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Kenyan anti-terrorism team on high alert
Nairobi, Kenya, 4 May 2008 - Kenyan anti-terrorism officials are on high alert following the killing of an Islamist said to be the Al Qaeda leader in Somalia in a US attack on Thursday, the Sunday Nation has learnt.
There are fears that the Al Qaeda cells in Somalia plan to retaliate the killing by staging attacks on American interests in Kenya, said an anti-terrorism officer familiar with the details of the plan but who could not be named because he is not authorised to speak to the press.
The Thursday missile strike by US warplanes is also reported to have killed as many as 30 other people in what Washington’s described as the biggest blow against an insurgency raging since 2007.
The strike was reported to have hit the home of Aden Hashi Ayro, the military head of Al-Shabab, which controls much of Somalia. The dawn strike in the central town of Dusamareb is said to have been made during a meeting of Al-Shabab commanders.
A Kenyan anti-terrorism official familiar with the Thursday strike told the Sunday Nation that the operation succeeded after some members of the Al-Shabab fell out and passed information to the Americans.
Kenya and the U.S. share anti-terrorism Intelligence especially after the August 7, 1998 bombing of the US embassy in Nairobi and the Kikambala Hotel in November 2002. Their joint efforts have led to successful operations in containing Al Qaeda cells in Somalia.
The US who classified the group as a one of the terrorist units of the Al Qaeda in Africa claims to have trailed Ayro for several weeks. Ayro was among six Al Qaeda operatives or associates that Washington have been saying are in the Horn of Africa nation.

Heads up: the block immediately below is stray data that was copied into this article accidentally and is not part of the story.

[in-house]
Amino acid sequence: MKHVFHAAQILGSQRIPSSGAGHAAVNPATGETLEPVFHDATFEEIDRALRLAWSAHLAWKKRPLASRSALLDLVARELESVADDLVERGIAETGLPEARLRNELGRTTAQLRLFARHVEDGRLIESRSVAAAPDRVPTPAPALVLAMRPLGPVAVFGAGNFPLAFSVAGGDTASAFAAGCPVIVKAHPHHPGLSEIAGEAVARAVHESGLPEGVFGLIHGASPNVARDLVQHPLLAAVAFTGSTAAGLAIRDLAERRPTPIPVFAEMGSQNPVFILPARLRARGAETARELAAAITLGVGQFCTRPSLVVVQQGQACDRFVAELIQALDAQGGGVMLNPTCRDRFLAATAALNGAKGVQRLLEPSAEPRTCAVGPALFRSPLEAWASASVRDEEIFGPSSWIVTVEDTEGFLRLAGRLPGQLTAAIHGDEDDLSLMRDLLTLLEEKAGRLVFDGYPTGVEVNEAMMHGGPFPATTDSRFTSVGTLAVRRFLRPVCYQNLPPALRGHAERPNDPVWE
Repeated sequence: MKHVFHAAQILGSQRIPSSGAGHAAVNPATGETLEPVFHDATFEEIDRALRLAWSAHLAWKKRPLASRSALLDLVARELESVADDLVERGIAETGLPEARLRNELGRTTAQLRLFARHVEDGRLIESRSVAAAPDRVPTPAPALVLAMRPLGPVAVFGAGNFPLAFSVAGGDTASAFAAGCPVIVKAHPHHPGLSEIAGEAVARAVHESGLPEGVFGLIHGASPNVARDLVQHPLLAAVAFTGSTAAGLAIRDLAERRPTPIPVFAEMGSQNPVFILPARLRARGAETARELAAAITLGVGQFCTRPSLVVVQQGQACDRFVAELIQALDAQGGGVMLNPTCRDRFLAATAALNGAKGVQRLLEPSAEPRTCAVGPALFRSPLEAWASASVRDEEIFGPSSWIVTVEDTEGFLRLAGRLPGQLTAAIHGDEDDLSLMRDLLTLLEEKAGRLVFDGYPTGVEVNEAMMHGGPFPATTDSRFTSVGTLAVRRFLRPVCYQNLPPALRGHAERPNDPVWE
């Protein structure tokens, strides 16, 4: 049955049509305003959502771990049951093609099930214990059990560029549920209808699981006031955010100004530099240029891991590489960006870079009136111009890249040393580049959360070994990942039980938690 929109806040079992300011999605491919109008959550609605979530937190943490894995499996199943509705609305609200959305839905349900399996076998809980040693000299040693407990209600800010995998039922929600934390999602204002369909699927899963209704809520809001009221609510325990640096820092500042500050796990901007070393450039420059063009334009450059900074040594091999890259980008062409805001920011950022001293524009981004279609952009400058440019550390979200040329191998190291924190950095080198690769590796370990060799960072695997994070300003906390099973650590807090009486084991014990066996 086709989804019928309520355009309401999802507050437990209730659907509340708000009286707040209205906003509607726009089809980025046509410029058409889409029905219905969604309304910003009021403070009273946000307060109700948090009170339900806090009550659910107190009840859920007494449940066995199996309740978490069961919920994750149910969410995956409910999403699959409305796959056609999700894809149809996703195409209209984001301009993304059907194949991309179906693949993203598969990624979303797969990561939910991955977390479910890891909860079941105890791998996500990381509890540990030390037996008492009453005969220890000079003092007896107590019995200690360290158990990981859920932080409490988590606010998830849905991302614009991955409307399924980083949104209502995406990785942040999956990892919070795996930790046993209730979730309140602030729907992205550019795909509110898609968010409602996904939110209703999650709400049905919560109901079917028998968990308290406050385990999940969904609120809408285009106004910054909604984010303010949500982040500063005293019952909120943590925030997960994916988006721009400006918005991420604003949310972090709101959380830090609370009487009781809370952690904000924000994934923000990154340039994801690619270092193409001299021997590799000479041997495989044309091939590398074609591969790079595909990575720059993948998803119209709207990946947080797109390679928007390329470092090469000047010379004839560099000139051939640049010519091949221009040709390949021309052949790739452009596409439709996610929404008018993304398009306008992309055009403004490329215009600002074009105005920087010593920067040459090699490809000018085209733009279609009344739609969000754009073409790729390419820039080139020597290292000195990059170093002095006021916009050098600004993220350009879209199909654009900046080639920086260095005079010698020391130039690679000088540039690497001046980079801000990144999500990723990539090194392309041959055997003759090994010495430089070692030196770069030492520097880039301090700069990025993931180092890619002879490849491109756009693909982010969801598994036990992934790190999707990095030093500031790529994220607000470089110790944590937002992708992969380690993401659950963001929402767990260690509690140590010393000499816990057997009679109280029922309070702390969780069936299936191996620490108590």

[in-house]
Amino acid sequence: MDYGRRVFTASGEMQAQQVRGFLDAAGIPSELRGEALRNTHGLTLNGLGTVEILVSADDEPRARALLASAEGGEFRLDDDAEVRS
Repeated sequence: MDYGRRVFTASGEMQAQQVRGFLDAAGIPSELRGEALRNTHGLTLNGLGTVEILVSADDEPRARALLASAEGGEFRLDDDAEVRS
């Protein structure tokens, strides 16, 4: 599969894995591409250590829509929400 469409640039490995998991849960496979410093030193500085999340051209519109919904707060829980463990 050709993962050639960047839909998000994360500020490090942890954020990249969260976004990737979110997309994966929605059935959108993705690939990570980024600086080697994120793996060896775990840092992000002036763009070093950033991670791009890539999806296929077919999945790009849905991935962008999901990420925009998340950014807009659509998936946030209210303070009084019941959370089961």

According to the Kenyan officials, the anti-terrorism unit is concerned that the group may launch revenge attacks directed on Kenya following the killing of their leader. This, the officials said, have led to the beefing up of security along the Kenya-Somalia border.
Two Kenyans and two Britons were killed in Somalia in mid-April when Islamist insurgents made an overnight raid on a school in central Somalia. Reports from Somalia indicate that Al Shabab spokesperson, Mukhtar Ali Robow, held a press conference over the phone with local radio stations in which he vowed that they would retaliate.
The move by the Kenya security forces comes only days after the US said in a global counter-terrorism survey released on Wednesday that the country lacks laws needed to wage an effective war on terrorism.
The report, however, also applauded Kenya’s response to the upheaval in Somalia after the Ethiopian invasion in 2006. It noted that the Ministry of Defence’s efforts largely prevented the flight of violent extremists across the Somalia-Kenya border.
Ayro, reportedly in his 30s, was the target of another air strike last year that US officials believe wounded the Al-Shaabab leader. He is also said to have led Al Shabab militants blamed for attacks on government troops and their Ethiopian allies last year.
Source: Sunday Nation